Are Separate Dorms a Good or Bad Thing for Black Students?

Are Separate Dorms a Good or Bad Thing for Black Students?

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The announcement that California State University, Los Angeles agreed to the demands of black student groups at the school to establish separate dorm housing for blacks ignited the predictable furor. The critics say it’s wrong, dangerous, and sends the horrible message that segregation is OK and, even more appalling, paid for at a California public university on the taxpayer dime. After all, this is 2016 liberal California and not 1956 segregated Jackson, Mississippi.

The backers of separate housing say it’s much ado about nothing since other campuses have “themed housing.” That’s the chic euphemism for separate housing and space for black, Hispanic, and other minority students. And besides, so the argument goes, separate housing can be a good, even a necessary thing, to give black students a safe, culturally comfortable and reinforcing environment to live and learn in.

These are ancient arguments on both ends; arguments that I, as a California State University, L.A. graduate and one of the founders of the Black Student Union at the school in the late 1960s, am well familiar with. We made the same arguments then when we demanded a separate black studies program, a separate black section in the campus newspaper, and a separate assembly space on the campus. There were no dorms on the campus then. But if there were dorms on campus then, we may well have demanded separate living space in them, too.

This was the era of the "black is beautiful" and black empowerment movement and these demands came with the racial turf of the day. We had no illusions, even as militant, student advocates, that segregation -- which is legally, socially and culturally imposed on African-Americans -- was a good thing.

This was certainly the case with housing segregation. Many of us lived in racially segregated neighborhoods, by requirement, and we saw the damaging effects of that in terms of miserably failing underserved, and grossly underfunded schools, inadequate neighborhood services, crime and poverty and neglect. But we believed that once we were on a college campus, things could be different, and that it was absolutely imperative that the university play a big role in reversing some of the economic and social damage of segregation by providing special programs, space, and support for African-American students.

The university was and should be, in our view, a safe, student friendly place to learn, grow, and provide the much needed and, in times past, lacking higher education skills to prepare black students for successful careers in the professions and business. The school, the community and society would all benefit from this. This is a question that presents an especially thorny challenge given the figures that show that black students are still grossly under-represented at many colleges and universities. And this is compounded by the alarming figures on the higher drop-out rates at some colleges for black students. Clearly, the challenge is not simply getting more black students on college campuses but keeping them there to get their degrees.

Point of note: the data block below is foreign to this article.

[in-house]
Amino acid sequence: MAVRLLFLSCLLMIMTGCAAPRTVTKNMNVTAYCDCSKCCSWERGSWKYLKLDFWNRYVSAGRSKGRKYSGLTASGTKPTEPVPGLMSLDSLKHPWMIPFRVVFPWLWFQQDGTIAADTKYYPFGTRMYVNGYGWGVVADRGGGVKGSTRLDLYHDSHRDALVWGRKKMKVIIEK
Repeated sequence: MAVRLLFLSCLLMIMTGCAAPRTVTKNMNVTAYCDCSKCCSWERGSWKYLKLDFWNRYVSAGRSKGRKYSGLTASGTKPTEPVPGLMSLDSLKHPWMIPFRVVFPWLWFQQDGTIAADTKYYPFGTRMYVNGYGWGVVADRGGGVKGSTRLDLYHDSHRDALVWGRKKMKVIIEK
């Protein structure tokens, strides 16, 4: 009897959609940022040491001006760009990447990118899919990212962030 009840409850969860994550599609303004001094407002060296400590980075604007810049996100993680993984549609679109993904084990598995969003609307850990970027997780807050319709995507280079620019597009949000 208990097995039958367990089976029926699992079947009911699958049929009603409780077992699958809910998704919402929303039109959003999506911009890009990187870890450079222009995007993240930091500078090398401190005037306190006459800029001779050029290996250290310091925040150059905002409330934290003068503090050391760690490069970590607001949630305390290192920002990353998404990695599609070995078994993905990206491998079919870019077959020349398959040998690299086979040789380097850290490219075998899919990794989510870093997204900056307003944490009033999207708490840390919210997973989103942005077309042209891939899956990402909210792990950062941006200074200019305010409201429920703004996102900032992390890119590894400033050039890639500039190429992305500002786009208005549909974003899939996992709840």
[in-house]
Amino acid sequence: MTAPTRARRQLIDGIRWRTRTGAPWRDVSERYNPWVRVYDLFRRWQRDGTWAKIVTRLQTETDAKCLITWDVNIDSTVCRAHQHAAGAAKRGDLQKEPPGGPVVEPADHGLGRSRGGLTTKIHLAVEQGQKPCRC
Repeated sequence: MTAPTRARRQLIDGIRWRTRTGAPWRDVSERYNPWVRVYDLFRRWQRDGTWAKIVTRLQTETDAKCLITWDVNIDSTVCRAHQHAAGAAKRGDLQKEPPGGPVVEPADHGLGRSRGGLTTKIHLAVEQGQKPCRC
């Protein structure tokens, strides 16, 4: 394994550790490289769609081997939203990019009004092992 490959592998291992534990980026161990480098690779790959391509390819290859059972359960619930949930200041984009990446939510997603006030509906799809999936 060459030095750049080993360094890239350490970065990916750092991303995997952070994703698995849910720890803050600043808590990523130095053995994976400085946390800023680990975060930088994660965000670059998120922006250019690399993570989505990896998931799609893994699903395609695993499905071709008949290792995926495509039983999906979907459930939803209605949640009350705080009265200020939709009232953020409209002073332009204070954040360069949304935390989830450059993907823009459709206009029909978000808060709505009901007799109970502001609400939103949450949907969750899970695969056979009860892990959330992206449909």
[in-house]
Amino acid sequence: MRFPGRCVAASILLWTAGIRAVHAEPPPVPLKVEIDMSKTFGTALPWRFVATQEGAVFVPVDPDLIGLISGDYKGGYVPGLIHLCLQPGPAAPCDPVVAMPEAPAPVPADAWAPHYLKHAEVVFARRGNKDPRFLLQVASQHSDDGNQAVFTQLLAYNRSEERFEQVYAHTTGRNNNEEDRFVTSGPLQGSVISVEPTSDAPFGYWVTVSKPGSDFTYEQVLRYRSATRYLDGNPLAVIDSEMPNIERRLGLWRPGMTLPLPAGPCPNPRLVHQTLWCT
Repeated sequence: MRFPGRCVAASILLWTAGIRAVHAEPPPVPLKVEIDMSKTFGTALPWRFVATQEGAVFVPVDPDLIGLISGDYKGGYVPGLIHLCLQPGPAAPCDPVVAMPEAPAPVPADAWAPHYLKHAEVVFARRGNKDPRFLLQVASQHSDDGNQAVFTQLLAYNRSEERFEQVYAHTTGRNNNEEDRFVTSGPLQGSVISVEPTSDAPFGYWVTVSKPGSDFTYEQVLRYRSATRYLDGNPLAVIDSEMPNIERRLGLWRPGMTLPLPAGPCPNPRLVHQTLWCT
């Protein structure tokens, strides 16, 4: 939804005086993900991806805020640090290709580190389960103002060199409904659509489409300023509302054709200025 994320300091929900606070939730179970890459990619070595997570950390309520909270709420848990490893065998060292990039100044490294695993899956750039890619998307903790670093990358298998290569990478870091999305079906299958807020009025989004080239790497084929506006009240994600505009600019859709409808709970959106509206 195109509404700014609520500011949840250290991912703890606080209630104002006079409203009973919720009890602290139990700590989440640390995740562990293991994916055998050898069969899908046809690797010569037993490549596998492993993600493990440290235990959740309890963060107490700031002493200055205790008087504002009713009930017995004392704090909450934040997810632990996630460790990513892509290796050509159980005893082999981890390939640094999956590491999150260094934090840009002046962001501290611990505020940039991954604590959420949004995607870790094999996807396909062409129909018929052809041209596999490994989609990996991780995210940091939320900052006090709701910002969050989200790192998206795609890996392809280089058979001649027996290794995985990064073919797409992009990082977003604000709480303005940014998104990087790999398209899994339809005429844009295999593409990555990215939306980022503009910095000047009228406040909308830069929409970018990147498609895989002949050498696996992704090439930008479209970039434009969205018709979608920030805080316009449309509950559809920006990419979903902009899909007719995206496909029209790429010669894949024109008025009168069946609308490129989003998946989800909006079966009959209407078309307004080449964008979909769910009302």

Despite that challenge, ethnic studies programs, increased aid, grant and scholarship programs for minority students, affirmative action initiatives, and a marked increase in black faculty and administrators has become a permanent fixture on college campuses. This was a direct by-product of our, and other student protests, for black student empowerment at Cal State L.A. and many other universities in the 1960s.

It did not come, however, without another cost; that being backlash. The cry was that black and minority students were demanding and getting entitlements, special privileges and treatment at taxpayer expense, and worse at the expense of white students. Conservative advocacy groups pounded university trustees and state legislatures to cease and desist bowing to threats of disruption and pandering and catering to black student demands. There was the rash of anti-affirmative propositions, initiatives, rulings, legal prohibitions, and court challenges, up to and including cases that wound up on the docket of the Supreme Court by white students at the University of Texas and Michigan. They claimed that reverse discrimination and exclusion of white students in admissions in preference for black and minority students. This has been the subject of fierce, and contentious debate, and still is.

The debate over separate black housing at Cal State L.A. is in reality a continuation of that same debate over what and how college resources and programs can best be used to serve the needs of black, minority, and ultimately all students. Separate housing may not be the panacea to enhance learning for black students. In fact, that they have to even ask for it is our tragedy. But there is no evidence that it is detrimental to learning, or harmful to any other group. It’s a huge stretch to claim that it is just another step back to the evil of the segregation past. This kind of racial scare mongering promotes the very divisions that we all should want and strive to end.

Earl Ofari Hutchinson is an author and political analyst. He is the author of Let’s Stop Denying Made in America Terrorism, (Amazon Kindle) He is a weekly co-host of the Al Sharpton Show on Radio One. He is the host of the weekly Hutchinson Report on KPFK 90.7 FM Los Angeles and the Pacifica Network.
 

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